Kyle Brostowitz, the Nationals’ Director of Communications, sent the following tweet out on Thursday afternoon, celebrating Sean Doolittle reaching 10 years of service time in the big leagues:
Congrats to Sean Doolittle on hitting 10 years of Major League service today! pic.twitter.com/ICKm6scJyj— Kyle Brostowitz (@KyleBrostowitz) May 26, 2022
Considering, as the MLBPA notes, “... [f]ewer than 10% in baseball history have played for a decade or more,” it’s really a notable achievement, and one Doolittle, a 2007 1st Round pick by the Oakland A’s, who’s now pitched for the Nationals, Reds, and Mariners as well, worked hard to earn.
“It’s great when you hit that 10-year mark,” manager Davey Martinez (a 16-year veteran in the majors) said before the series opener with Colorado last night in D.C. “It’s a lot of work. As a player you always think back, man, everything you’ve gone through in your career and to get to that point, it’s gratifying, it’s rewarding, he’s part of a unique club of players, but I’m happy for him, you know, I’m sure he can sit back now when everything is all said and done and have many stories for you guys ... as he normally does anyway.”
Acquired by the Nationals in 2017, Doolittle was in Martinez’s bullpen in D.C. from ‘17-20, and he returned this season after pitching in Cincinnati and Seattle in 2021, but he was injured a few weeks into the 2022 campaign, and is currently on the 60-Day IL, after being diagnosed with a sprained left elbow and receiving a PRP injection.
“I’m very happy [for him] and I’m very proud to be associated with him over his career, it’s been awesome to have him,” Martinez said.
Players who reach 10 years of service time earn their full pension, which provides some real significant benefits in retirement.
García Back In At Rochester:
Talking before Wednesday’s series finale with the Los Angeles Dodgers, Davey Martinez did not yet have an update.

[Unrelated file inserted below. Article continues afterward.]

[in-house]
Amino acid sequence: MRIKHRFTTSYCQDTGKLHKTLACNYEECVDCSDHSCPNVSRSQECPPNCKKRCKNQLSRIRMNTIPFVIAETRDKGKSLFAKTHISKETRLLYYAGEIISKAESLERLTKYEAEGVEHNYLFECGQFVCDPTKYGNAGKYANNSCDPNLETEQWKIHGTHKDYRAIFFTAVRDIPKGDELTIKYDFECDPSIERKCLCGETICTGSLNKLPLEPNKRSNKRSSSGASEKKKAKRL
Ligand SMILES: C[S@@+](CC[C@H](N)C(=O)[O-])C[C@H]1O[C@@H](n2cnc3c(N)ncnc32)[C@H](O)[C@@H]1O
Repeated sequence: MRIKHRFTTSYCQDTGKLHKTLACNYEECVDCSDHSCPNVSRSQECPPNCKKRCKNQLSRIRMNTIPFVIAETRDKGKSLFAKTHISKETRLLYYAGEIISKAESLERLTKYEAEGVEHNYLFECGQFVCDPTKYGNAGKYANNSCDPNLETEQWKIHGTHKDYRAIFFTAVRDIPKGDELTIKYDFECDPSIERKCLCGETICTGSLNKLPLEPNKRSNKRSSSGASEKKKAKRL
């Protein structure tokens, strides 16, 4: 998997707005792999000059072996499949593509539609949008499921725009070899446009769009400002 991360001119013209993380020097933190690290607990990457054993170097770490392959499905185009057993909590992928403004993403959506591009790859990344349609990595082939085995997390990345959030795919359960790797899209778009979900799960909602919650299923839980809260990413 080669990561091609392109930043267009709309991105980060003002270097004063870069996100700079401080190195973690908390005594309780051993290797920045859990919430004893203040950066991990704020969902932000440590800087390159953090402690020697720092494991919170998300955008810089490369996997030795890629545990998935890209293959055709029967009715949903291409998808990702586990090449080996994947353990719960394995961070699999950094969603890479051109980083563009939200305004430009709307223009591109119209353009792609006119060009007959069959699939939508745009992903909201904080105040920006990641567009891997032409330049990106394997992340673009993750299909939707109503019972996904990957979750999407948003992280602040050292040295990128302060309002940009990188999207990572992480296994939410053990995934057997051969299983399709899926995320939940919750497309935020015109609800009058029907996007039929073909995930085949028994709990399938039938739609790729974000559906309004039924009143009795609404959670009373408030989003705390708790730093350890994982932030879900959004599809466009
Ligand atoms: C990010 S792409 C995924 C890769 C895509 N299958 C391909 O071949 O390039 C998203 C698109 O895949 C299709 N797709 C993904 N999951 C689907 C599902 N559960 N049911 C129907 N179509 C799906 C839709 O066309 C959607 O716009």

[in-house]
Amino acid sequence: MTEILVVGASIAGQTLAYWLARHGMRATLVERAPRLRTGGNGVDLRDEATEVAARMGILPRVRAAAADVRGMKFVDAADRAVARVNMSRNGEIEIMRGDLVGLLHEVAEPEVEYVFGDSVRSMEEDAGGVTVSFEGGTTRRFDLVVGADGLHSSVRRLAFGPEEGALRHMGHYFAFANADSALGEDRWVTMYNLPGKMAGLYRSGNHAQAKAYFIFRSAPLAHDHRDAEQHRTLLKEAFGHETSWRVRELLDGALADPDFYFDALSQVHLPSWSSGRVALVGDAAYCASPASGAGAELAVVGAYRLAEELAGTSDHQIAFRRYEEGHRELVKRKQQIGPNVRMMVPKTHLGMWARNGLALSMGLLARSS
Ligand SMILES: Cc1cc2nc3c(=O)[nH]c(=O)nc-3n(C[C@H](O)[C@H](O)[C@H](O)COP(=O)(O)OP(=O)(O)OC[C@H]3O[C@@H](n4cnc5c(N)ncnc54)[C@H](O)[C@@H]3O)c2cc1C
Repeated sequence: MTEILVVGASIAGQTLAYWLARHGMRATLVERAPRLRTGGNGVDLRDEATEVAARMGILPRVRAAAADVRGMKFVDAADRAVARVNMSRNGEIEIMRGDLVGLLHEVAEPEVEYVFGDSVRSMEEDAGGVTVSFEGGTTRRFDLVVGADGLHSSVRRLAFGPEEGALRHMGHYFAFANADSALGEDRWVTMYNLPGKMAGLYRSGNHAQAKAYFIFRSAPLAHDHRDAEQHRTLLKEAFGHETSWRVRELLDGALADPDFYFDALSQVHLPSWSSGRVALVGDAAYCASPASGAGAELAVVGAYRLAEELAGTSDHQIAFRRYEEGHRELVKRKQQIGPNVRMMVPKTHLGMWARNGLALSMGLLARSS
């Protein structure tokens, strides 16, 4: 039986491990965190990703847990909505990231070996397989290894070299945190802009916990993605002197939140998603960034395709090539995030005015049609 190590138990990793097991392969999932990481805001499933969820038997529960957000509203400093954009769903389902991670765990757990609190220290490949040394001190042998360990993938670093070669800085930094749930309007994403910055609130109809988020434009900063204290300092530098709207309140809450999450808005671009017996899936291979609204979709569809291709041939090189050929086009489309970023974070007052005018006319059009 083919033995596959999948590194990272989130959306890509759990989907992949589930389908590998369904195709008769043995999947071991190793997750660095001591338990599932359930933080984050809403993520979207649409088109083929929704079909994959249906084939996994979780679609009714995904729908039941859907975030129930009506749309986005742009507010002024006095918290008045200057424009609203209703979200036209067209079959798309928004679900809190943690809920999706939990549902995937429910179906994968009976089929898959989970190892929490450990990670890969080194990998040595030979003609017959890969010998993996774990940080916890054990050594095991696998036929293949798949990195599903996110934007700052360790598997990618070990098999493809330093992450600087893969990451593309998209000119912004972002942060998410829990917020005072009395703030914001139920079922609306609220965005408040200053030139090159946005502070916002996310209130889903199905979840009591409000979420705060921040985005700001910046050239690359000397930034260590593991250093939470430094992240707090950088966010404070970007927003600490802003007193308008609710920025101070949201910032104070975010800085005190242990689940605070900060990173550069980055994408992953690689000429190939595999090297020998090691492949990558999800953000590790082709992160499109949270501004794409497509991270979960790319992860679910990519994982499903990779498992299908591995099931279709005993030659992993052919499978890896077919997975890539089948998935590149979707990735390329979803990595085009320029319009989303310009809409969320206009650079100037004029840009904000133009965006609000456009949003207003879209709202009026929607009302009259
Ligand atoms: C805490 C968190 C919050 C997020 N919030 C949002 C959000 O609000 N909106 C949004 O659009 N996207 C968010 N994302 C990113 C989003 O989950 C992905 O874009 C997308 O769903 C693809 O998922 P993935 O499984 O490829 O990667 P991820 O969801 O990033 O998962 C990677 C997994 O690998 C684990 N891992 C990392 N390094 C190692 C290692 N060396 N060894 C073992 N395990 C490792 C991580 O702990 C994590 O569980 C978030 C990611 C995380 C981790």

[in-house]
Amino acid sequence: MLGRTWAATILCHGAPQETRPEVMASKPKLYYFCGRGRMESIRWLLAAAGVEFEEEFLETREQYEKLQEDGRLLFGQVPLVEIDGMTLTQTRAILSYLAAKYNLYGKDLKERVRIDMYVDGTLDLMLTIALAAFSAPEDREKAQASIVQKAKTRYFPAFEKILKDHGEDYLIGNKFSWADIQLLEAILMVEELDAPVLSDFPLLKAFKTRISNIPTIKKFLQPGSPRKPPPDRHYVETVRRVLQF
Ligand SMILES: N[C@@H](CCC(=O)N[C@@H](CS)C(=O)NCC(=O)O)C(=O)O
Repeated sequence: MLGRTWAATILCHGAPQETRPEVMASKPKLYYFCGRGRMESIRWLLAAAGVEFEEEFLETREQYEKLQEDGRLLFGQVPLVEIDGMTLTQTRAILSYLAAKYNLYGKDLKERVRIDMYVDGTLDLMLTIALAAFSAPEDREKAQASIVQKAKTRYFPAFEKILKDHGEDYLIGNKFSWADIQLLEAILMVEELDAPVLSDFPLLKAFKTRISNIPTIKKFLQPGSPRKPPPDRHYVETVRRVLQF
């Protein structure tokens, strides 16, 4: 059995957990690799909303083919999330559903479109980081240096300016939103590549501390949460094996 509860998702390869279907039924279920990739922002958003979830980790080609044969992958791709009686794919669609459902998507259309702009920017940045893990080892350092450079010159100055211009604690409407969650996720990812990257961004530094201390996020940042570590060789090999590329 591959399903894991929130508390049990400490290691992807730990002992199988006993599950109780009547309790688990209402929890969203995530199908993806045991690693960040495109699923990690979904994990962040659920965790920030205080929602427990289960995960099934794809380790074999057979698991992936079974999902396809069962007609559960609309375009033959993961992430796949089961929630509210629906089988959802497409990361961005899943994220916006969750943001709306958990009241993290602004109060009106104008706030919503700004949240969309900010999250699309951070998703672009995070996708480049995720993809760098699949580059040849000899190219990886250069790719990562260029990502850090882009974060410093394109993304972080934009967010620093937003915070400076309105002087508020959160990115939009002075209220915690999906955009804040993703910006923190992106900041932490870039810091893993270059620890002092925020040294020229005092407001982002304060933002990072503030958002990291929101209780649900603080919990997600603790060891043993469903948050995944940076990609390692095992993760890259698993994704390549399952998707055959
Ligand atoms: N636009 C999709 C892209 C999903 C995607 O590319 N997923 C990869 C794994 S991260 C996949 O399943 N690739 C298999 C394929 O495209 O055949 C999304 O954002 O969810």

“He had something going on with his wrist, I haven’t heard what the outcome was, but we know that it was his wrist.”
Before the first of four with the Colorado Rockies in D.C., however, he had more information on the recently-turned 22-year-old infielder who’s been tearing it up at the plate this season with a .331/.387/.576 line, five doubles, four triples, and eight home runs in 37 games and 168 plate appearances heading into Thursday’s game, as he waits for a call back up to the majors ... any ... day ... now.
“He hyperextended his arm,” Martinez said, “... but he said he’s fine, so just give him a few days off.
“After tonight’s game I’ll see what’s going on. I know he missed a game, but I’ll see what’s going on after today’s game.
“But they said he collided with the first baseman and fell awkwardly, but they think that he’s okay.”
García was back in the Red Wings’ lineup for last night’s game. When will he be back in the Nationals’ lineup?
Joe Ross Update Not Good:
Joe Ross went for an MRI on his right elbow after tightness in there ended his first rehab start just three innings in earlier this week.
Ross, of course, underwent Tommy John surgery back in 2017, and suffered a partial tear of the UCL last season, but avoided a second TJS at the time, though he did end up having to have surgery to remove a bone spur from his right elbow this spring. He put in a lot of hard work, felt good the first two innings pitching at Double-A Harrisburg then felt something.
Ross told reporters on Thursday the latest MRI showed, “a little bit more of a sprain than I had in my previous MRIs,” as quoted by MASN’s Mark Zuckerman:
“I’m definitely frustrated,” Ross said. “Just a combination of missing the last five or so weeks last year, then doing all the rehab and going through all that from day one of the offseason, staying down in Florida and watching how this season is going so far, obviously I’d like to provide some assistance by coming back. … So it’s definitely frustrating to go through all that and not be able to assist in the way I would’ve liked, or at least how I was planning to.”
“Yeah, it’s very difficult,” Martinez said on Thursday afternoon. “I often, as you know, I care about these guys so much, but to know what he went through once, and having him this close to coming back and being ready and something happened again, it’s frustrating, it’s tough. So he’s got a lot on his plate, he really does. And as soon as we can get him to understand what needs to transpire, the next thing is to just be there for him as much as we possibly can, but he’s got a long road ahead of him, he understands that, and we told him, ‘This will not be the first time, and there’s always a comeback, but you’ve got to work hard to get yourself back.’”
For now, Ross and the Nationals want to do their due diligence before deciding on the next step, which seems likely to be another surgery.
“We just want to make sure — we’re just checking all the boxes with him. The results he got from the MRI obviously was not good,” Martinez said, “and we just want to reiterate — ease his mind a little bit about what’s going to happen and what’s going to transpire, and he wants another opinion, which at this point is good. As soon as we get some other opinions from the doctors he wants to go see then we’ll make a decision on what’s going to happen.”